Letters to the Editor

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SMOKING: Keep Washington smoke-free

Letter by Vance E. Lobe, Lake Tapps on May 6, 2011 at 4:32 pm with 19 Comments »
May 6, 2011 4:32 pm

As a former smoker and heart attack survivor, I am appalled that the tobacco lobby is again gaining a voice with our state elected officials. SB 5542 will allow smoking back into 600 stores and restaurants, putting hundreds of workers at risk by exposing them to dangerous secondhand smoke in order to earn a paycheck.

Didn’t we, in 2005, vote statewide to pass Initiative 901, the clean indoor air law? This was passed by an overwhelming majority.

The current state budget proposal from the Senate not only eliminates funding for tobacco prevention, they are actually funding tobacco cessation through licensing fees that will allow smoking back into public places.

Tobacco use is the No. 1 cause of preventable death in the U.S. Washington currently has had one of the most successful tobacco prevention programs in the nation.

I ask that we not go backwards after all the tremendous strides we have made for clean indoor air and healthier lifestyles.

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Leave a comment Comments → 19
  1. CrazyJim says:

    “I am appalled that the tobacco lobby is again gaining a voice with our state elected officials.”

    Why? The insurance industry has two lobbyists for every politician in the state. Including dog catcher.

    Why should the tobacco lobby be any different?

  2. bobcat1a says:

    Money talks and legislators are for sale.

  3. truthbusterguy says:

    Isn’t it only fair that if the tribes can have smoking in their facilities why can’t the white man?

    Smoking, slots, fireworks, cheap gas and booze all give the indians a competive advantage. We are one America. If it’s good for the tribes it should be good for all to sell and offer to costumers.

    It’s not a fair business arrangement to allow only the tribes allowed these activities. They make tons of maney and donate to the democrats so they can keep the status quo.

  4. alindasue says:

    truthbusterguy said, “Isn’t it only fair that if the tribes can have smoking in their facilities why can’t the white man?”

    The smart tribes, like the Muckleshoots, have caught on that people don’t want to do business in smoked filed facilities. I recently saw an add saying that their casino is now smoke free. According to my sister, it’s a pretty nice facility.

  5. uratroll says:

    Since when has Olympia ever gave a crap about an initiative that was passed by the voters? Regardless of what we want, they obviously know what’s best for us…again.

  6. Vox_clamantis_in_deserto says:

    Nice piece of mellow drama, Vance, shall I play my tiny violin for you?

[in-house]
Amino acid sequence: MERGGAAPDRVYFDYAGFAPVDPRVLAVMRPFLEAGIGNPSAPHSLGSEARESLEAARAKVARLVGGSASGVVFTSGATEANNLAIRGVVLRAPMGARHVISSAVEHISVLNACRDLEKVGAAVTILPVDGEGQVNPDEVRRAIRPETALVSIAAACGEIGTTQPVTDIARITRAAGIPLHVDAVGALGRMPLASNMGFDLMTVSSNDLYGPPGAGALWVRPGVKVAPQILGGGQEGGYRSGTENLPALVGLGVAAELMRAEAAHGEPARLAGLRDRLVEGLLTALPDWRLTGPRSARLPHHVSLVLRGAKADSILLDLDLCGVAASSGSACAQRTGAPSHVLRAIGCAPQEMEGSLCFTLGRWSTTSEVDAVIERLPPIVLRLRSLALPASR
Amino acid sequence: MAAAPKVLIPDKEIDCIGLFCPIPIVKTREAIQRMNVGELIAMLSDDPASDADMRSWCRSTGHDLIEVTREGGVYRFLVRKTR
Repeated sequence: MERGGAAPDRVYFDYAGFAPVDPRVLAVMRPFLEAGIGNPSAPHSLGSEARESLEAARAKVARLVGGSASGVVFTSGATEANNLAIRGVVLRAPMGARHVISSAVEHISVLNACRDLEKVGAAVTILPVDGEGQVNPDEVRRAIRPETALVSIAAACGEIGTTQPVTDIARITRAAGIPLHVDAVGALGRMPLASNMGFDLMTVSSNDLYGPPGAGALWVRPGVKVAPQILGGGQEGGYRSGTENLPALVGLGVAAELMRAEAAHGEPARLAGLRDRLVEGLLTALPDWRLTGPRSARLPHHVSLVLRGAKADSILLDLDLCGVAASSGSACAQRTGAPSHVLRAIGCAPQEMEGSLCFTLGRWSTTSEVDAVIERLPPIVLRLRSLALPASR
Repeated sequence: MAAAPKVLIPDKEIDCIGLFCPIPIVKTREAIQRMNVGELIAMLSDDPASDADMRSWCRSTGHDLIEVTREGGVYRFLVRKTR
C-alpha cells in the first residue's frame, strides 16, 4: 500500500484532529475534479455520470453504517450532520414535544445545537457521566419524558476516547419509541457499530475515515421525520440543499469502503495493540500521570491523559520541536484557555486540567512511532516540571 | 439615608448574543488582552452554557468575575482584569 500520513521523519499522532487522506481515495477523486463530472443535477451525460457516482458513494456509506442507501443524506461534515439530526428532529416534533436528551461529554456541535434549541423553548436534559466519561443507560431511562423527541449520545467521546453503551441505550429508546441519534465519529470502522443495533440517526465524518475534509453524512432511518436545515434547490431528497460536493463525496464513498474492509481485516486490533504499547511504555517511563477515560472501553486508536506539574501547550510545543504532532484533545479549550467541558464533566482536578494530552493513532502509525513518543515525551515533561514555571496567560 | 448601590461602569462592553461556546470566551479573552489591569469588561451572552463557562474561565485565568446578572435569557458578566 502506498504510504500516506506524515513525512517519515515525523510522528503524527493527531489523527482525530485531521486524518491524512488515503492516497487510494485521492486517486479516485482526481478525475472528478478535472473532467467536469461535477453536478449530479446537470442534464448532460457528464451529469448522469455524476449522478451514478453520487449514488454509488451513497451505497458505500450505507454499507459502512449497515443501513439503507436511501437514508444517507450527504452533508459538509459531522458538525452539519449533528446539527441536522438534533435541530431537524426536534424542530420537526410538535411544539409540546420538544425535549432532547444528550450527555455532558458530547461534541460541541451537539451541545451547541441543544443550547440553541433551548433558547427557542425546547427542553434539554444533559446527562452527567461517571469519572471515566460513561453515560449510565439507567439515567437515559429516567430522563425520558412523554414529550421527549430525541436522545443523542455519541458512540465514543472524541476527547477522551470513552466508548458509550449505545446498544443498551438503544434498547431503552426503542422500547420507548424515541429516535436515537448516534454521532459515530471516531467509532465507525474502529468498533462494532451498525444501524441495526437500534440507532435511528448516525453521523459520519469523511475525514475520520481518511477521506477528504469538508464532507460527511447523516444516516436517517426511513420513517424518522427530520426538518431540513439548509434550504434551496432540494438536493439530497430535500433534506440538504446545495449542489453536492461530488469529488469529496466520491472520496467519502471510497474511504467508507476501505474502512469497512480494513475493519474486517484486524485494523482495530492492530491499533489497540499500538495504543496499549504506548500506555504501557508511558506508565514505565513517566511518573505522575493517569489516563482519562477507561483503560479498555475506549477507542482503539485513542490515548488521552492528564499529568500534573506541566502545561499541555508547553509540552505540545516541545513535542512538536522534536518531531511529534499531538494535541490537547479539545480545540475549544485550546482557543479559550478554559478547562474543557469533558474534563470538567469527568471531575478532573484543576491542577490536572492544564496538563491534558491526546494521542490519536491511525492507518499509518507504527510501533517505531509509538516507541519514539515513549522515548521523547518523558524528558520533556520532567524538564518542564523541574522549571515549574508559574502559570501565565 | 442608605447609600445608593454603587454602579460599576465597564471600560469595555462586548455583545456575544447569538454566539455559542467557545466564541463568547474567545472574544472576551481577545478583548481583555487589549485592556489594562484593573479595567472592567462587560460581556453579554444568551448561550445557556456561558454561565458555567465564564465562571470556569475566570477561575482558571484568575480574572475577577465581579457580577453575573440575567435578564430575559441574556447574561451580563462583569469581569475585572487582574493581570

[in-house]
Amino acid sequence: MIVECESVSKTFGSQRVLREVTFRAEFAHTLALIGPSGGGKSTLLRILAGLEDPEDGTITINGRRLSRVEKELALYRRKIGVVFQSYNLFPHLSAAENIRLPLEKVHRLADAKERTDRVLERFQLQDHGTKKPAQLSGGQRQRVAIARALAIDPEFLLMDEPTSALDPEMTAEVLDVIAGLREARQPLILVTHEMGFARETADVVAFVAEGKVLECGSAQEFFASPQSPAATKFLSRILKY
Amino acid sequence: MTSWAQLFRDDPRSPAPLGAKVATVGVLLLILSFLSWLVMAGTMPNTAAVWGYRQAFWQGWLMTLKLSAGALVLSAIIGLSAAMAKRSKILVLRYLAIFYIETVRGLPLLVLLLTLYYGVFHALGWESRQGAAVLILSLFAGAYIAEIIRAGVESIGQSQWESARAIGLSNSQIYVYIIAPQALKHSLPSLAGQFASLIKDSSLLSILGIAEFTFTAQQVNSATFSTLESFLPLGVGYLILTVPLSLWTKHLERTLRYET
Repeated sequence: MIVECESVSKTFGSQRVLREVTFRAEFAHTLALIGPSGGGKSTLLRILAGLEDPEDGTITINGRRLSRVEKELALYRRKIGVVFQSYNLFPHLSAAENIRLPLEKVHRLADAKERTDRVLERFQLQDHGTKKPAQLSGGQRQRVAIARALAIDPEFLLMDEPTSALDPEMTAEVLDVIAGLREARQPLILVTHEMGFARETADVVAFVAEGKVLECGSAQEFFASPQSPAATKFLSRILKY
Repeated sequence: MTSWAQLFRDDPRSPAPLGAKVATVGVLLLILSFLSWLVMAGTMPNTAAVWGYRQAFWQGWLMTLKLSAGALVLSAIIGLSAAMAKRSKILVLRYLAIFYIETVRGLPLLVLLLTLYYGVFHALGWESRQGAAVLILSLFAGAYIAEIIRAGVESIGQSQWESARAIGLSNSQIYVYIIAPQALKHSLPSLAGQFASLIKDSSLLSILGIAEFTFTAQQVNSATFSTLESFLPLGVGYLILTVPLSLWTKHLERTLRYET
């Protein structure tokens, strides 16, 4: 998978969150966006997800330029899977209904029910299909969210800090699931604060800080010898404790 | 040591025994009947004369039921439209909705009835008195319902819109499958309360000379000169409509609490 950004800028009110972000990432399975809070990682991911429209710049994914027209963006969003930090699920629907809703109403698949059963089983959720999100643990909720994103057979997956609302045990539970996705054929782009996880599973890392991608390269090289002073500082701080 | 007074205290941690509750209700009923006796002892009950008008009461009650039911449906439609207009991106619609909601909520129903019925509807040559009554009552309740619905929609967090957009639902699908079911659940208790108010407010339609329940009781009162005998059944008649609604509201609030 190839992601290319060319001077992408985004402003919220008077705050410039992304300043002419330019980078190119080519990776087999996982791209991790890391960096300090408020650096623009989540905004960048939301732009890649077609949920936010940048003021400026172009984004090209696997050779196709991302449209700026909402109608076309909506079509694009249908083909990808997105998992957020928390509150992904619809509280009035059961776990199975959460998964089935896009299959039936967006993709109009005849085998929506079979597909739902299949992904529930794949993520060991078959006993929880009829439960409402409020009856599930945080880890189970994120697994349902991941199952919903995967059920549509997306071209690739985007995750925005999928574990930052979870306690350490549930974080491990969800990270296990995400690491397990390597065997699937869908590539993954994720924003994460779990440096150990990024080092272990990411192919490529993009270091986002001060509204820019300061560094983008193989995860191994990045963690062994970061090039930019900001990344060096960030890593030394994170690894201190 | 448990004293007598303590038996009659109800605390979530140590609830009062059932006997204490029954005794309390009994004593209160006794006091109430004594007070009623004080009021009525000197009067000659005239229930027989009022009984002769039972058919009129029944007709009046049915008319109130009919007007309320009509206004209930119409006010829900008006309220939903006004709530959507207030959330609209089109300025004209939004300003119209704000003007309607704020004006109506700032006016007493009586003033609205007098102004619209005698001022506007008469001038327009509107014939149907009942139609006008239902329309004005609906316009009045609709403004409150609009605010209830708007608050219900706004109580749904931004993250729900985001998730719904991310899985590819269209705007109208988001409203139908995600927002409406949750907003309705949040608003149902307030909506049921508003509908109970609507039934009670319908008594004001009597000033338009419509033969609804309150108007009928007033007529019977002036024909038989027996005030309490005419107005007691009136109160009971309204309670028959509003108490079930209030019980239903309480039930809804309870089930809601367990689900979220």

The implication by the letter writer is that SB 5542 allows wholesale smoking of any kind to occur in these designated, licensed locations. This is simply not true.

    Key provisions of SB 5542 include:
    Establishment is physically separated from any public establishment. Establishment must be certified by contractor to have a ventilation system completely separate from any other structure.
    Sets an exacting standard for ventilation and filtration.
    Prohibits minors and cigarette smoking within.
    State can only approve 100 endorsements a year.

    The bill is clearly designed to allow cigar and pipe clubs to lawfully exist, nothing more.

    http://www.seattlepi.com/news/article/Cigar-smokers-seeking-right-to-smoke-in-public-1345380.php

    Do we need to have another discussion of personal choice here?

    And to those whose knee-jerk reactions always point to evil corporations or lobbyists, you should note that this bill was primarily backed by local, in-state clubs, restaurants, and retailers who decry the unfairness of I 901 vis-a-vis tribal competition, and the constant intrusion of the states on individual rights.

    Conversely, we can thank interest groups such as health groups, hospitals, unions, faith groups, and the Greater Seattle Chamber of Commerce (among others) for the introduction and demagoguery that led to the passage of 901 and its subsequent blanket ban.

    And with fees going straight to the troubled Washington State Basic Health Care Program, this would very much appear to be a win-win for the state and cigar/ pipe smokers. Businesses would have to pay annual fees of $17,500 to obtain cigar lounge endorsements and $6,000 to obtain tobacco store endorsements.

    Revenue anyone?

  7. beerBoy says:

    It’s not a fair business arrangement to allow only the tribes allowed these activities.

    Want some cheese with that whine?

    Interesting how the treaties that were fashioned by the white man in a manner that best served the white man are now bemoaned as unfair to the white man. TBG, as my childhood friend used to say, “that’s mighty white of you”.